Pederson is an AHL centre who can help the offence at the minor-league level. So far in his time in the league, he is averaging 57 points per 82 games played. That compares favourably to Edmonton’s farmhands one year ago.

A playmaking pivot can help a still-developing winger spike offensively during his entry-level deal.

Credit to the Oilers, signing Pederson is an inspired attempt to jumpstart the offence with the young wingers on the roster.

Marody’s magic

Marody is a recent example of an AHL centre who helped an Oilers prospect (Tyler Benson) deliver a strong offensive season. When both men were rookies, Benson and Marody finished No. 2 and No. 3, respectively, in AHL rookie scoring.

The Condors Kid Line featured Cameron Hebig as the other winger early in the year, then graduated to veteran forward Josh Currie as the third man.

Benson’s season was the best by an Oilers rookie farmhand this century and has yet to be approached in the four years since his freshman year.

Benson did not make the NHL on a skill line; he was blocked by Ryan Nugent-Hopkins, Zach Hyman, Warren Foegele, Evander Kane and others.

This could happen to some of the four wingers who will push from Bakersfield, but at least one of them needs to deliver at scoring rates that places them on a skill line in Edmonton soon.

Success stories

Since the turn of the century, Edmonton’s minor league wingers have enjoyed success with bona fide centres and parlayed that success into NHL careers.

Daniel Cleary found Brian Swanson while playing for the Hamilton Bulldogs in 1999-00 and was elevated the following season.

Jarret Stoll played the middle with Raffi Torres for the Edmonton Roadrunners and both men had productive careers.

Anton Lander teamed up with Tyler Pitlick in 2013-14, and that combination (with the mercurial Linus Omark) allowed Pitlick to make the NHL for good. Lander would hang around the organization long enough to help Jesse Puljujarvi find the range as a teenage rookie in 2016-17.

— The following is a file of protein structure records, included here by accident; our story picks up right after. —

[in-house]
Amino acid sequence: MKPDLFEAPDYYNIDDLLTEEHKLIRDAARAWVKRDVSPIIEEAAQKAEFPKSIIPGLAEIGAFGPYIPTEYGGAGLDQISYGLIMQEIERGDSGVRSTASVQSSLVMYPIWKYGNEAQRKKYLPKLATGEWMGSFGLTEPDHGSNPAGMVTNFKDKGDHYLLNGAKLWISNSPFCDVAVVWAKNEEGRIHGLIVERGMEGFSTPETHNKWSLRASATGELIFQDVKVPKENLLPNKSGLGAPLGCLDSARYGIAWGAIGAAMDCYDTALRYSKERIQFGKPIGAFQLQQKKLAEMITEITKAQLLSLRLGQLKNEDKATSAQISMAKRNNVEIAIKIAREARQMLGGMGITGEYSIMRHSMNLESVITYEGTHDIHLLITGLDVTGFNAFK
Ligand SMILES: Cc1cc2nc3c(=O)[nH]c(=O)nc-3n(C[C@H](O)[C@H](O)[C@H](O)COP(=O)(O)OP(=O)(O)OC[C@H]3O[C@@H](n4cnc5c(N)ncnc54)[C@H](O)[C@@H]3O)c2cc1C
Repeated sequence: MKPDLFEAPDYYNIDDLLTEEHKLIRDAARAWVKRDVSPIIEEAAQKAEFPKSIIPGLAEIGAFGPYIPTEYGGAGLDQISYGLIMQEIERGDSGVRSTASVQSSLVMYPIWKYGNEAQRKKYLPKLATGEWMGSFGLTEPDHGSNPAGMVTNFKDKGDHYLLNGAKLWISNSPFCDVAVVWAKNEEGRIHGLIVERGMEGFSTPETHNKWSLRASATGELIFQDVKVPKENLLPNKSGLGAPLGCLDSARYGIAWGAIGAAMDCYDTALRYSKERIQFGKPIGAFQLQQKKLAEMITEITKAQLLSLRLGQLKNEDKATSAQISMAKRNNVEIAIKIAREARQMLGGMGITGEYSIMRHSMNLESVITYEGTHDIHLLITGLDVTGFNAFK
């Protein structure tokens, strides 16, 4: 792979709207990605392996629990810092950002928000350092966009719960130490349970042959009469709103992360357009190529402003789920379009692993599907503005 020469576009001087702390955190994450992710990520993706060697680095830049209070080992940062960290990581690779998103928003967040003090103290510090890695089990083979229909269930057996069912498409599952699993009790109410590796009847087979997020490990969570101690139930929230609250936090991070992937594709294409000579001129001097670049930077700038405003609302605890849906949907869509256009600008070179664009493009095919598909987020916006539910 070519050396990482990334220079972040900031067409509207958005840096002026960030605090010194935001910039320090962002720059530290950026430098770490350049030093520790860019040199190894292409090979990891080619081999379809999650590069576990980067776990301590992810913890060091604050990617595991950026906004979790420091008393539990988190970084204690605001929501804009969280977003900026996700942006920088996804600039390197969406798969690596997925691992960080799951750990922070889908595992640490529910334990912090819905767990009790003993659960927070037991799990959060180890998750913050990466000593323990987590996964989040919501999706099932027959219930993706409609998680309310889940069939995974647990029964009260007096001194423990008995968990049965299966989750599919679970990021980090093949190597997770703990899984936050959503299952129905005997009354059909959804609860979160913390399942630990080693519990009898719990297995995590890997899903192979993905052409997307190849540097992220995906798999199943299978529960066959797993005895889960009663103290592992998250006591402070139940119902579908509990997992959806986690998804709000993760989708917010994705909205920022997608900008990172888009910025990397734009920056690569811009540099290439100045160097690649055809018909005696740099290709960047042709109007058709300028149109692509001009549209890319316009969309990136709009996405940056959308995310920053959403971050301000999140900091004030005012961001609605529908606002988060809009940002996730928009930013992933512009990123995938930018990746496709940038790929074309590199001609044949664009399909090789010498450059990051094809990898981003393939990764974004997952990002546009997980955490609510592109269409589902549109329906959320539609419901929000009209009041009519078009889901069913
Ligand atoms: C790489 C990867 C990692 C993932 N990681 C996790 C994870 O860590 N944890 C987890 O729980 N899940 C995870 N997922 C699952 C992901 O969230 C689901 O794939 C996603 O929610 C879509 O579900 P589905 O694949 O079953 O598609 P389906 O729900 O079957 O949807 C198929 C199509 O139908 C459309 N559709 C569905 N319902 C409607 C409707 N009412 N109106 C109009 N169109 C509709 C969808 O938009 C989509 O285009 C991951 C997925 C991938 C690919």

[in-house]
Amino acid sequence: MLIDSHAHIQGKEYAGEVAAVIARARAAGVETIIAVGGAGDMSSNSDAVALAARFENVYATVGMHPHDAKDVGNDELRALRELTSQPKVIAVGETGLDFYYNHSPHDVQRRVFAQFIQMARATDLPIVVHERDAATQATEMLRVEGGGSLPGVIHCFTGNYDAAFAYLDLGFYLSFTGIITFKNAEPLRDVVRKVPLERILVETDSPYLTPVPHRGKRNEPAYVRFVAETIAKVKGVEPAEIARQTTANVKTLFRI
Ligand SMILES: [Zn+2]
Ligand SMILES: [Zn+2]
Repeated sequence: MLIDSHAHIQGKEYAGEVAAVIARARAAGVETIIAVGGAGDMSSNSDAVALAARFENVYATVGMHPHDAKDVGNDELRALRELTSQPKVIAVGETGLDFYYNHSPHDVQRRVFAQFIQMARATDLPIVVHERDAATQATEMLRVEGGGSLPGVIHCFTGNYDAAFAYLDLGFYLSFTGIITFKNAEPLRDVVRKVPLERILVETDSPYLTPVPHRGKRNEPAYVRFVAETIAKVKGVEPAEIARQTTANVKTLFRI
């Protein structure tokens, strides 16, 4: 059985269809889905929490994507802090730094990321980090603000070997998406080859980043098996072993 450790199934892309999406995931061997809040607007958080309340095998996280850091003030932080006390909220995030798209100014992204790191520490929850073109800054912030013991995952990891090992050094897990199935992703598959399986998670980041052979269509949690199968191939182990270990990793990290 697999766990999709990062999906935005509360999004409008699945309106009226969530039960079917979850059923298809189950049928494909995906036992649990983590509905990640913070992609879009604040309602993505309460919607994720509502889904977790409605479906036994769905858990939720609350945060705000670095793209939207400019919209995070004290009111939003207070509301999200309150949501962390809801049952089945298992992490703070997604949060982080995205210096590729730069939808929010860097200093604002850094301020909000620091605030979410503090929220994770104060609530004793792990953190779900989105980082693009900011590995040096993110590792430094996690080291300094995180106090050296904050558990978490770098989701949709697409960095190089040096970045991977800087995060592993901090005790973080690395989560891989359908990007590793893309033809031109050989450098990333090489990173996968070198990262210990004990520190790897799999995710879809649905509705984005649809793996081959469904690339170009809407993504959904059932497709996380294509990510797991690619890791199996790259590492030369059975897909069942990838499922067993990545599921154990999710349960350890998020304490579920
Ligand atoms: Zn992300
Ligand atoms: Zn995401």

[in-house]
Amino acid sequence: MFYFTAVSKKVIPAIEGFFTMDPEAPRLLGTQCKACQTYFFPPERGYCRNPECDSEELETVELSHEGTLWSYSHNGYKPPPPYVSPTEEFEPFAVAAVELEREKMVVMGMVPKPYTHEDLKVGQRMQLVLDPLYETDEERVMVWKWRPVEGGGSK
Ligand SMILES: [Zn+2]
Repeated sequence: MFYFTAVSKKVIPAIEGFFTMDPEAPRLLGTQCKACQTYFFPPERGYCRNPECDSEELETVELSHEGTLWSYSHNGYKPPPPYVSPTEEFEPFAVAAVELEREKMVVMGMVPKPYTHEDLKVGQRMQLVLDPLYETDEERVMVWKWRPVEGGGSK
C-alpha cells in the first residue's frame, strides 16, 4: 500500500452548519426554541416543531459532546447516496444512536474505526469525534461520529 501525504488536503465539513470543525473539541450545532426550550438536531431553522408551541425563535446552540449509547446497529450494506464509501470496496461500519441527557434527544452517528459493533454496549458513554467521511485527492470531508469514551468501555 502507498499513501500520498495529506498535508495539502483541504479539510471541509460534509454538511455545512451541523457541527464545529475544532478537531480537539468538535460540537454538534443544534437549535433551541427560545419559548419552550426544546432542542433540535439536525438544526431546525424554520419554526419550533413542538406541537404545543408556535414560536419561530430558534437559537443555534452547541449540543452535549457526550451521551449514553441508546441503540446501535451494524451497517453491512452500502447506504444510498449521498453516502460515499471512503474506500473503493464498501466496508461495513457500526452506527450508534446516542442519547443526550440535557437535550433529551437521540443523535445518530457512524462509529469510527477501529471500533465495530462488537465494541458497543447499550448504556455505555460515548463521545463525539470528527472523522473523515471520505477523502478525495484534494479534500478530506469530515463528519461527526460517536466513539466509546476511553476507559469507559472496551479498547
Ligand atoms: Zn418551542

Josh Currie helped Kailer Yamamoto in his early days in the league.

Pederson’s best fit wingers

In his most recent 82 games, spanning four seasons, Pederson has scored 39-37-76 in four different AHL cities.

He’s 26 and could still have an NHL career.

He is not a volume shooter but scores at a 17 percent clip, which is exceptional, and is a good passer.

Pederson can skate well.

Bourgault has a similar skill set (accurate shooter, good skater, range of skills), while Tullio shoots even less but scores on a higher percentage of his shots.

Savoie and Petrov are volume shooters, and in theory, might be a better match for Pederson.

Odds are Bakersfield coach Colin Chaulk will run Pederson with Bourgault and a veteran like Drake Caggiula. This trio should be effective at even strength and all three could earn feature roles on the power play.

Bottom line

Pederson has a chance to stick with the big club, but fans may prefer him in the minors. He could help the organization for years to come by playing with Bourgault, Tullio, Savoie or Petrov as they try to establish themselves as offensive difference-makers in the AHL.

(Photo of Xavier Bourgault: Darcy Finley / NHLI via Getty Images)

Originally Appeared Here